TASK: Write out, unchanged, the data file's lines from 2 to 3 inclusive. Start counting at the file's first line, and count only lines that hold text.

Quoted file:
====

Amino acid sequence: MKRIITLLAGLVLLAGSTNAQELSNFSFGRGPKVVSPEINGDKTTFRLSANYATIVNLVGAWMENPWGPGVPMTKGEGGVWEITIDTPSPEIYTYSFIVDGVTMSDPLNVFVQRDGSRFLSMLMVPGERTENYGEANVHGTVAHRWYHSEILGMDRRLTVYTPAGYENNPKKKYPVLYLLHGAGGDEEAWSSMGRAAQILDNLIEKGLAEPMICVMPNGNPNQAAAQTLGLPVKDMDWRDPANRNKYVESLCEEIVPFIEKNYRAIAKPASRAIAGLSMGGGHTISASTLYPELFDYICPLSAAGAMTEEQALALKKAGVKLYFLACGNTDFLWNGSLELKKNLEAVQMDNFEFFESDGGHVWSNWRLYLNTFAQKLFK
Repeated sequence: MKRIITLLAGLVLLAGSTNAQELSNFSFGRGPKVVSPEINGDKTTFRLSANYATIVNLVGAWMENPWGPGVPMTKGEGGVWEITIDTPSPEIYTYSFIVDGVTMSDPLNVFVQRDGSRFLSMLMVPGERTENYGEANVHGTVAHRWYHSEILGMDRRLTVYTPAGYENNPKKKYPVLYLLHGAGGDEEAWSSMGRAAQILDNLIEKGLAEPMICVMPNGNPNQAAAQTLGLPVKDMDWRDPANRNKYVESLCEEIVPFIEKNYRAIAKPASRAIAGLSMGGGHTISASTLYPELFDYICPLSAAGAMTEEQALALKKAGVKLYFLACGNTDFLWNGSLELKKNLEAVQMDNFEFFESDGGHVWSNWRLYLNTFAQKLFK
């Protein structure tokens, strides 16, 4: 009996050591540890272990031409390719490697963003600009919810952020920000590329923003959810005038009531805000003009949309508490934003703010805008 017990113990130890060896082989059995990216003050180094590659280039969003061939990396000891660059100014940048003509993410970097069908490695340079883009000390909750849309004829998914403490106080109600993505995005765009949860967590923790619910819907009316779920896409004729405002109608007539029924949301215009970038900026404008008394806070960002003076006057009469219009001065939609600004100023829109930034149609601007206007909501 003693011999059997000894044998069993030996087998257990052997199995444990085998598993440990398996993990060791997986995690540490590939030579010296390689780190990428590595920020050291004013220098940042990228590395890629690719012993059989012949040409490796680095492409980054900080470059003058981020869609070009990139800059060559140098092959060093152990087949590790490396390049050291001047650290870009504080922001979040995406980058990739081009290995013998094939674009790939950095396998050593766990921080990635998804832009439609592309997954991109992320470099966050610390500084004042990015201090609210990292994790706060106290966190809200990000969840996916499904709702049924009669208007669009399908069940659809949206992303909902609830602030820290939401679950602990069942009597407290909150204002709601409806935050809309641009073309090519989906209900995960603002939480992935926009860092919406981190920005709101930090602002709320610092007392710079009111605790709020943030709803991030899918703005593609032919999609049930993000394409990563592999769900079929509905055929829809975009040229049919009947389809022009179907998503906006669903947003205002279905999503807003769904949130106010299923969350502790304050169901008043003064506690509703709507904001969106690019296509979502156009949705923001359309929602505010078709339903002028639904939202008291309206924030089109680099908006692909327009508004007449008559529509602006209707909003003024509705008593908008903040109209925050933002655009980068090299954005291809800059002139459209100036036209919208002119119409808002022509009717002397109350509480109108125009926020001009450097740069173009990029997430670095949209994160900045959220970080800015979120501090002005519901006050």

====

Repeated sequence: MKRIITLLAGLVLLAGSTNAQELSNFSFGRGPKVVSPEINGDKTTFRLSANYATIVNLVGAWMENPWGPGVPMTKGEGGVWEITIDTPSPEIYTYSFIVDGVTMSDPLNVFVQRDGSRFLSMLMVPGERTENYGEANVHGTVAHRWYHSEILGMDRRLTVYTPAGYENNPKKKYPVLYLLHGAGGDEEAWSSMGRAAQILDNLIEKGLAEPMICVMPNGNPNQAAAQTLGLPVKDMDWRDPANRNKYVESLCEEIVPFIEKNYRAIAKPASRAIAGLSMGGGHTISASTLYPELFDYICPLSAAGAMTEEQALALKKAGVKLYFLACGNTDFLWNGSLELKKNLEAVQMDNFEFFESDGGHVWSNWRLYLNTFAQKLFK
């Protein structure tokens, strides 16, 4: 009996050591540890272990031409390719490697963003600009919810952020920000590329923003959810005038009531805000003009949309508490934003703010805008 017990113990130890060896082989059995990216003050180094590659280039969003061939990396000891660059100014940048003509993410970097069908490695340079883009000390909750849309004829998914403490106080109600993505995005765009949860967590923790619910819907009316779920896409004729405002109608007539029924949301215009970038900026404008008394806070960002003076006057009469219009001065939609600004100023829109930034149609601007206007909501 003693011999059997000894044998069993030996087998257990052997199995444990085998598993440990398996993990060791997986995690540490590939030579010296390689780190990428590595920020050291004013220098940042990228590395890629690719012993059989012949040409490796680095492409980054900080470059003058981020869609070009990139800059060559140098092959060093152990087949590790490396390049050291001047650290870009504080922001979040995406980058990739081009290995013998094939674009790939950095396998050593766990921080990635998804832009439609592309997954991109992320470099966050610390500084004042990015201090609210990292994790706060106290966190809200990000969840996916499904709702049924009669208007669009399908069940659809949206992303909902609830602030820290939401679950602990069942009597407290909150204002709601409806935050809309641009073309090519989906209900995960603002939480992935926009860092919406981190920005709101930090602002709320610092007392710079009111605790709020943030709803991030899918703005593609032919999609049930993000394409990563592999769900079929509905055929829809975009040229049919009947389809022009179907998503906006669903947003205002279905999503807003769904949130106010299923969350502790304050169901008043003064506690509703709507904001969106690019296509979502156009949705923001359309929602505010078709339903002028639904939202008291309206924030089109680099908006692909327009508004007449008559529509602006209707909003003024509705008593908008903040109209925050933002655009980068090299954005291809800059002139459209100036036209919208002119119409808002022509009717002397109350509480109108125009926020001009450097740069173009990029997430670095949209994160900045959220970080800015979120501090002005519901006050």